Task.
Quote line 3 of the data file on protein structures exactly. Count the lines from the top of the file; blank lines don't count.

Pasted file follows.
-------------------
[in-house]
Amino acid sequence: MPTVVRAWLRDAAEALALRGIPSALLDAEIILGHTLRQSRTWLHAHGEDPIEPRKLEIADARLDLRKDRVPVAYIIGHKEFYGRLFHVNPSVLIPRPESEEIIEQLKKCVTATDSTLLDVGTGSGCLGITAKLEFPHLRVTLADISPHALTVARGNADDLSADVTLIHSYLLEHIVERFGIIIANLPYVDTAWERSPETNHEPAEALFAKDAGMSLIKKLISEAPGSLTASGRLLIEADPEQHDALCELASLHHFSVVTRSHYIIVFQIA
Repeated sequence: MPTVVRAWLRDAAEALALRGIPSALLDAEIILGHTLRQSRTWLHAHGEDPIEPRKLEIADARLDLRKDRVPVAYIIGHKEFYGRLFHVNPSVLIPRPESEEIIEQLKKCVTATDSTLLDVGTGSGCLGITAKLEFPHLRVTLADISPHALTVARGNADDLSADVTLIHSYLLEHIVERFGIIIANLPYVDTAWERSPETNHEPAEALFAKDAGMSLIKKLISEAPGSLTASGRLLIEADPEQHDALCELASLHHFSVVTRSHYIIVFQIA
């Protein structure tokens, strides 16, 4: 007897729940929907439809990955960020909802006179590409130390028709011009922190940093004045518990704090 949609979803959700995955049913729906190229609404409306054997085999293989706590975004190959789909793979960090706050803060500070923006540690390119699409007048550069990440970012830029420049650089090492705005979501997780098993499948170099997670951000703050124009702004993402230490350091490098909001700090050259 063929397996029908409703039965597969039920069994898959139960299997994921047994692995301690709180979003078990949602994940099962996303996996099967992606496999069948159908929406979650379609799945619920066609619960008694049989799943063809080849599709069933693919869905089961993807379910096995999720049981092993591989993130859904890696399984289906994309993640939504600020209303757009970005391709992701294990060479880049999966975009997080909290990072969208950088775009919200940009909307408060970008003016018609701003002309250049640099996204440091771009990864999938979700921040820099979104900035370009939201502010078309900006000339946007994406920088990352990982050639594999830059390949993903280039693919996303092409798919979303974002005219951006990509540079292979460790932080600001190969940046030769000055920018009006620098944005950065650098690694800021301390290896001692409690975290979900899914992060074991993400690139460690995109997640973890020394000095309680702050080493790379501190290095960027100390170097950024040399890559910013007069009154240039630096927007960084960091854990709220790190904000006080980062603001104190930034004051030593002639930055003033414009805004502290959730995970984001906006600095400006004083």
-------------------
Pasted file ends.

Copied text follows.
Repeated sequence: MPTVVRAWLRDAAEALALRGIPSALLDAEIILGHTLRQSRTWLHAHGEDPIEPRKLEIADARLDLRKDRVPVAYIIGHKEFYGRLFHVNPSVLIPRPESEEIIEQLKKCVTATDSTLLDVGTGSGCLGITAKLEFPHLRVTLADISPHALTVARGNADDLSADVTLIHSYLLEHIVERFGIIIANLPYVDTAWERSPETNHEPAEALFAKDAGMSLIKKLISEAPGSLTASGRLLIEADPEQHDALCELASLHHFSVVTRSHYIIVFQIA